• She is carrying an abnormal fetus. This is not rare and includes spina bifida, Tay-Sachs, encephaly (brain not developing), Down syndrome, organs developing outside the body, intestines in the chest cavity and other abnormalities incompatible with life. Because of the Hyde Amendment, many very needy women have had to carry these pregnancies to term, at risk to themselves, producing an infant that will die at birth or soon after, or may suffer from a devastating, degenerative illness causing great anguish to the child and those around it. Even when everyone involved knows that continuing such a pregnancy can only result in tragedy, the dictum holds—there is no public funding for these women.
  • The pregnant woman abuses alcohol and/or drugs. In recent years the devastating results of fetal alcohol syndrome have been documented. Alcoholics and drug addicts are impossible parents at special risk of producing brain-damaged children. Here again are women unable to take care of themselves.
  • The pregnant woman is homeless. Increasingly, women are leaving big city ghettos, with their children, in search of safer lives in safer cities. Often they will call the Women’s Medical Fund from some temporary shelter asking for help in securing an abortion.
  • The needy pregnant woman seeks abortion because her husband or partner is incarcerated or because she herself is in jail or prison.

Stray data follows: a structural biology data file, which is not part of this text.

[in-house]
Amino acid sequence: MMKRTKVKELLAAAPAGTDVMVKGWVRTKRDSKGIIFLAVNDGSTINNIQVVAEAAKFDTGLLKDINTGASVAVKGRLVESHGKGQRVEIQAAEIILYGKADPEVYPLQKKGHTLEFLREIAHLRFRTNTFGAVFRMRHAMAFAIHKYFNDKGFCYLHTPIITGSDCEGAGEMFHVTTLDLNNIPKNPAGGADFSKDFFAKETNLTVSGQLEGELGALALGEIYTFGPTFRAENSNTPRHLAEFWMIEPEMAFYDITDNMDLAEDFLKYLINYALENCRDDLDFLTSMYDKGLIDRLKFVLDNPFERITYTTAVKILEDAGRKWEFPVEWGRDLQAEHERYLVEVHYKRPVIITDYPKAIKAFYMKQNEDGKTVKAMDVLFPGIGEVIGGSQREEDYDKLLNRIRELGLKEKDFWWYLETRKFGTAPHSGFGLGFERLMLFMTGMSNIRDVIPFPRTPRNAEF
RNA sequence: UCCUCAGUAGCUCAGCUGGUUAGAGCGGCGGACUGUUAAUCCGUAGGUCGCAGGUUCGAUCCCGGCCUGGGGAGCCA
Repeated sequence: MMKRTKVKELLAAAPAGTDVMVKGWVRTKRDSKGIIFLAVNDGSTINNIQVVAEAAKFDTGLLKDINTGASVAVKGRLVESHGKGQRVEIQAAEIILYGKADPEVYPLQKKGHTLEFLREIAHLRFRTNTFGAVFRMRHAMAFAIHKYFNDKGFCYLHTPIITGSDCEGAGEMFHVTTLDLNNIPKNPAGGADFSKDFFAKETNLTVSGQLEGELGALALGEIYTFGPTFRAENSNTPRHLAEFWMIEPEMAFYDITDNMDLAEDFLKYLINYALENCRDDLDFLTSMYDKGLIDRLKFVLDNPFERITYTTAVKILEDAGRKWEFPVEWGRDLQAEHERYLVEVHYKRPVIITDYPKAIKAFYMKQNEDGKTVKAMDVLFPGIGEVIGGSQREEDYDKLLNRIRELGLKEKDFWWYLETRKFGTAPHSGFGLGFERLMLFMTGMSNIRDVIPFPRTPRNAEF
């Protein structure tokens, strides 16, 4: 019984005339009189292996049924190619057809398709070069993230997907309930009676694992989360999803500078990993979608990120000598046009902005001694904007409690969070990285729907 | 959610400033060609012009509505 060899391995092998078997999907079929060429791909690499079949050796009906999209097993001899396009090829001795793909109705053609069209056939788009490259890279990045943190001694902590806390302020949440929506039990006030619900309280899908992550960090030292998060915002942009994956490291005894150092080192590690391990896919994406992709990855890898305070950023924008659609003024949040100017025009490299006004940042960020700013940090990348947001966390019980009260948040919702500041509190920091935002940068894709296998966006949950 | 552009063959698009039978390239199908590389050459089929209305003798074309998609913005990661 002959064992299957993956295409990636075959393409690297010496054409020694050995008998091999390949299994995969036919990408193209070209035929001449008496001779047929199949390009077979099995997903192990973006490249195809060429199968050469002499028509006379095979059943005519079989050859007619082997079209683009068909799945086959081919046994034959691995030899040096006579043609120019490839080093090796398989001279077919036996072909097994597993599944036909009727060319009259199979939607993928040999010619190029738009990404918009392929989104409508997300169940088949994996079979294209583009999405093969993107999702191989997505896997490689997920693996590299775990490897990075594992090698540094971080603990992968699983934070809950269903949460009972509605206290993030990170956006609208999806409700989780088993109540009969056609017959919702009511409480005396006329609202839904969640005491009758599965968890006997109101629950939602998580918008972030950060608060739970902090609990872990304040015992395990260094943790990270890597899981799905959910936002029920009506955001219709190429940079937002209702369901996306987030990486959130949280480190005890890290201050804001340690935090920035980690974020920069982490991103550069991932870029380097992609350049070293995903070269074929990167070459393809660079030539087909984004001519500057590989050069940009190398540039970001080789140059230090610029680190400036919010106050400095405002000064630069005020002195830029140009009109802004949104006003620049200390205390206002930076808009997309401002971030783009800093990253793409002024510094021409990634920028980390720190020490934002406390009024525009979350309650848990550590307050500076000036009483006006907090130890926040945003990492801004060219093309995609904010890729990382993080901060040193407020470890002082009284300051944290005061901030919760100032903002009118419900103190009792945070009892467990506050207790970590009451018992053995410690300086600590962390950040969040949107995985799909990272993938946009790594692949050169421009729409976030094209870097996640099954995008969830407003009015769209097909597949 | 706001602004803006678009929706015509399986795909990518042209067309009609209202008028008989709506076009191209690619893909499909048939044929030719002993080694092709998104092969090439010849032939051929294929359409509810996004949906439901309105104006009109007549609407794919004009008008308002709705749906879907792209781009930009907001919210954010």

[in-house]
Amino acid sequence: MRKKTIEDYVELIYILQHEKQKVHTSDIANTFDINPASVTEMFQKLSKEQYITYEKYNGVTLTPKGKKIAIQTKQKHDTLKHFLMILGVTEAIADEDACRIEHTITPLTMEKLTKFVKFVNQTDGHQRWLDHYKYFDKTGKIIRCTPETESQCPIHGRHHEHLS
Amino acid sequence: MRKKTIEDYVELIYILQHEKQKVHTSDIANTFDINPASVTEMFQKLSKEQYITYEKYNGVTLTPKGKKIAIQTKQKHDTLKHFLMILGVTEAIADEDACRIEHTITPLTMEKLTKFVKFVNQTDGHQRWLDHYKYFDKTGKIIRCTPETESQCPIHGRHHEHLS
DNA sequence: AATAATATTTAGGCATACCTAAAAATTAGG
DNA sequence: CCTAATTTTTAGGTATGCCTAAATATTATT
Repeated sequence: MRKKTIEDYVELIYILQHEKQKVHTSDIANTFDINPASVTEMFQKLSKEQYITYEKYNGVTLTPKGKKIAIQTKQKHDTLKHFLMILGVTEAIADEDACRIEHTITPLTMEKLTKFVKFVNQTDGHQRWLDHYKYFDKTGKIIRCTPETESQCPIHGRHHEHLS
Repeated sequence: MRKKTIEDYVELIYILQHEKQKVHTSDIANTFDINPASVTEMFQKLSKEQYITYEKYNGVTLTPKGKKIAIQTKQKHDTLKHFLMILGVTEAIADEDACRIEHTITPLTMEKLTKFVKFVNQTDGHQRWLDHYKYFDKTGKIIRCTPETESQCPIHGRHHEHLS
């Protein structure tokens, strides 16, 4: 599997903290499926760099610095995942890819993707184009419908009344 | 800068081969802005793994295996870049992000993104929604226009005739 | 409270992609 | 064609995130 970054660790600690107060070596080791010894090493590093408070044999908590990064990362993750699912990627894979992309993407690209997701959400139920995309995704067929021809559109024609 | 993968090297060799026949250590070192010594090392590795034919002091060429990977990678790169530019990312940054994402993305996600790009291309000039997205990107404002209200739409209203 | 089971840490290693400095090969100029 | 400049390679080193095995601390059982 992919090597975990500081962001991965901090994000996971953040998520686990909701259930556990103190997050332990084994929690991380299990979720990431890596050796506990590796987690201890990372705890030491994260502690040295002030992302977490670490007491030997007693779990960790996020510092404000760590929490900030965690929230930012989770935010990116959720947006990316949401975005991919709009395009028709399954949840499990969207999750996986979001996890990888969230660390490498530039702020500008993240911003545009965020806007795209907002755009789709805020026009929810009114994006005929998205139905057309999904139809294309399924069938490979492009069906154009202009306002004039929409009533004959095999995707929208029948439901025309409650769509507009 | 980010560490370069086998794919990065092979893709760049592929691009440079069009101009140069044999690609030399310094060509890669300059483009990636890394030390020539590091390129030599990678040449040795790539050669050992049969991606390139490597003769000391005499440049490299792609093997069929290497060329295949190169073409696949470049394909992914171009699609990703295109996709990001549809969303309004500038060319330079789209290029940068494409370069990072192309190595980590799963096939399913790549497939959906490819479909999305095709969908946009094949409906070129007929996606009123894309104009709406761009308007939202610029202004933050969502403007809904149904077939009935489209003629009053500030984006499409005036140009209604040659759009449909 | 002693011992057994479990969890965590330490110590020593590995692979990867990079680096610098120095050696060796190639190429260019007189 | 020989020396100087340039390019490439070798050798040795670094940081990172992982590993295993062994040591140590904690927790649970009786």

It is a temptation for many people to shrug and blame the woman who is pregnant. “Why doesn’t she just use birth control?” they ask, forgetting what an imperfect art that is. Condoms break, condoms slip, the pill—especially the low estrogen content pill—just does not work for all women. Birth control pills may fail if someone is put on an antibiotic, or changes pill prescriptions. Diaphragms, sponges, spermicides all have impressive failure rates. Our most effective birth control method, sterilization, is not available in all areas, especially in those communities “served” by Catholic hospitals. Even when available, there are waits and substantial red tape. A 19-year-old with four children, for example, does not qualify for a tubal ligation until she is 21.

It is quite common for middle class people to apply middle class values to women who are poor. You can’t do it; it doesn’t compute. You can not expect the woman who grows up in poverty, who may or may not have finished eighth grade, whose only role model is another welfare mother, to be scrupulous about sex, or using effective contraception. Just be glad she has the common sense to recognize that she will never improve her situation by having more children when she can not as yet support herself. She makes a very moral decision in opting for abortion, and she should have support—not roadblocks thrown in her way.